Graduation Year

2018

Date of Thesis Acceptance

Spring 5-9-2018

Major Department or Program

History

Advisor(s)

David F. Schmitz

Abstract

Between 1969 and 1972, Bolivia experienced three successful military coups and four different presidents. Two of them, Generals Alfredo Ovando Candía (September 1969-October 1970) and Juan José Torres (October 1970-August 1971), proclaimed themselves leftist nationalists. At the time, the administration of U.S. President Richard Nixon was operating under a foreign policy framework that prioritized anticommunism along with support for authoritarian dictators in an effort to create stability and stop the spread of communism abroad. This thesis examines how this policy framework came under strain in U.S.-Bolivian relations between 1969 and 1972. Since Ovando and Torres were leftist military dictators, they presented Washington with a dilemma of whether to maintain support based on the leaders’ military status or to withdraw it based on their leftism. Ultimately, the Nixon administration decided to use diplomacy to persuade Ovando and Torres to moderate their leftist rhetoric and positions, as Washington attempted to resolve the conflict between its policies of anti-leftism and support for military governments.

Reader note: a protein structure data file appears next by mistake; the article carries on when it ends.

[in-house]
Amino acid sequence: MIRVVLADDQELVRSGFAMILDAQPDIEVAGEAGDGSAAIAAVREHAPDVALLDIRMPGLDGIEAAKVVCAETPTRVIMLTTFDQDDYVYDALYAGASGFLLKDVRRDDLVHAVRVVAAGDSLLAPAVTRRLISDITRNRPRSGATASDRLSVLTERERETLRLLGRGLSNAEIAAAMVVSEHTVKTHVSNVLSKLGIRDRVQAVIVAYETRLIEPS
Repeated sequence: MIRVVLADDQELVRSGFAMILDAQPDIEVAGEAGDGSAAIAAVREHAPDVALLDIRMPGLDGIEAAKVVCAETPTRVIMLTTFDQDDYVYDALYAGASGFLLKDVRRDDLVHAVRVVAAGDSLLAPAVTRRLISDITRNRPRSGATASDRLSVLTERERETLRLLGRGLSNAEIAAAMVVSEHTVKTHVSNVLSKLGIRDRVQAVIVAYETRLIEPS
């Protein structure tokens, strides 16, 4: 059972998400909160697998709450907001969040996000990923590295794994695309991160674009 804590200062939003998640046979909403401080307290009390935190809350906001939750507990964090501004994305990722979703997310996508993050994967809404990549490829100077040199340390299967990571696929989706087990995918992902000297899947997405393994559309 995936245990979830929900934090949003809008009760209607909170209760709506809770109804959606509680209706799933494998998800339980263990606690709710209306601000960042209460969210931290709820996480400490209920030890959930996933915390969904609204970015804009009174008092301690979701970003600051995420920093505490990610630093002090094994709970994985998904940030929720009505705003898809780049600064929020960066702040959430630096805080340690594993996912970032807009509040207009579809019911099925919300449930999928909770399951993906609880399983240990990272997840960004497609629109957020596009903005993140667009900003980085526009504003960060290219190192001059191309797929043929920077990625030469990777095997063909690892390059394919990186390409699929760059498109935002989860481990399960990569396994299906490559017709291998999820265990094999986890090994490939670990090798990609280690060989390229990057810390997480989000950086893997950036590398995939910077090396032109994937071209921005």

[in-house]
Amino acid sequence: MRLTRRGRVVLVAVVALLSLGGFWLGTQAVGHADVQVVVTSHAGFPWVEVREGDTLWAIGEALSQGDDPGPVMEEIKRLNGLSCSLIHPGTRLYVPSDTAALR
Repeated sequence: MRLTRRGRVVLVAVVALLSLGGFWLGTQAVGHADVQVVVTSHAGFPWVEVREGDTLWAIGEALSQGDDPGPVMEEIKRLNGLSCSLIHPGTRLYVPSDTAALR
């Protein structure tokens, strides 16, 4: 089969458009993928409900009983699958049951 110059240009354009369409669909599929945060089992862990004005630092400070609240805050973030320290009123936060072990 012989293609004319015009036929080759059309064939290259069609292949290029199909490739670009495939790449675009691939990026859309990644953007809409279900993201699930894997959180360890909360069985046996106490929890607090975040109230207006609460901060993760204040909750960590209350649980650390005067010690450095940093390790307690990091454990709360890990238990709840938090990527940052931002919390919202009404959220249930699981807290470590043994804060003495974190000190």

Page Count

161

Subject Headings

Nixon, Richard M. -- (Richard Milhous) -- 1913-1994‚ Ovando Candia, Alfredo -- 1918-1982‚ Torres G., Juan José -- (Torres González) -- 1920-1976‚ Communism‚ Nationalists‚ Cold War‚ Authoritarianism -- Developing countries‚ Economic policy‚ Social sciences‚ United States -- Foreign relations -- Bolivia‚ Whitman College 2018 -- Dissertation collection -- History Department

Permanent URL

http://works.whitman.edu/432

Document Type

Public Accessible Thesis

Included in

History Commons

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